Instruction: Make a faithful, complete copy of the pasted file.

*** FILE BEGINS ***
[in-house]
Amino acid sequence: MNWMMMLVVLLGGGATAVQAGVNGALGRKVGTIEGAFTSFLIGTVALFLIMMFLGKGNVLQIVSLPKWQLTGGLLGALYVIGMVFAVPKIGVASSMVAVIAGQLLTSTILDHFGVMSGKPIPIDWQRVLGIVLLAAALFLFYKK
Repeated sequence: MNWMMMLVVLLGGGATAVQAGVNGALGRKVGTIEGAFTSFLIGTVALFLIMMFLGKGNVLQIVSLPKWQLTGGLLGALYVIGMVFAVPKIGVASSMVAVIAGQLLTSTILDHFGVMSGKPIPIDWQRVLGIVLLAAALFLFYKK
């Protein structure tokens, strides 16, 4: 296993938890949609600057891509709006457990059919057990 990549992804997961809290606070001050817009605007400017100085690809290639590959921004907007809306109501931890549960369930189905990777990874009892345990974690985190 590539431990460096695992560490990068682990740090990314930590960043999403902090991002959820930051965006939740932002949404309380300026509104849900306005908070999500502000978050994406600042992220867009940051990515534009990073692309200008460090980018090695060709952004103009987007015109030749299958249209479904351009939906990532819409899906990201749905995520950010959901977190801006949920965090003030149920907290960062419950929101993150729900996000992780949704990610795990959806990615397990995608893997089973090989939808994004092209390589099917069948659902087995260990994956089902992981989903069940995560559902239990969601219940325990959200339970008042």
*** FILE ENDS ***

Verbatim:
[in-house]
Amino acid sequence: MNWMMMLVVLLGGGATAVQAGVNGALGRKVGTIEGAFTSFLIGTVALFLIMMFLGKGNVLQIVSLPKWQLTGGLLGALYVIGMVFAVPKIGVASSMVAVIAGQLLTSTILDHFGVMSGKPIPIDWQRVLGIVLLAAALFLFYKK
Repeated sequence: MNWMMMLVVLLGGGATAVQAGVNGALGRKVGTIEGAFTSFLIGTVALFLIMMFLGKGNVLQIVSLPKWQLTGGLLGALYVIGMVFAVPKIGVASSMVAVIAGQLLTSTILDHFGVMSGKPIPIDWQRVLGIVLLAAALFLFYKK
């Protein structure tokens, strides 16, 4: 296993938890949609600057891509709006457990059919057990 990549992804997961809290606070001050817009605007400017100085690809290639590959921004907007809306109501931890549960369930189905990777990874009892345990974690985190 590539431990460096695992560490990068682990740090990314930590960043999403902090991002959820930051965006939740932002949404309380300026509104849900306005908070999500502000978050994406600042992220867009940051990515534009990073692309200008460090980018090695060709952004103009987007015109030749299958249209479904351009939906990532819409899906990201749905995520950010959901977190801006949920965090003030149920907290960062419950929101993150729900996000992780949704990610795990959806990615397990995608893997089973090989939808994004092209390589099917069948659902087995260990994956089902992981989903069940995560559902239990969601219940325990959200339970008042």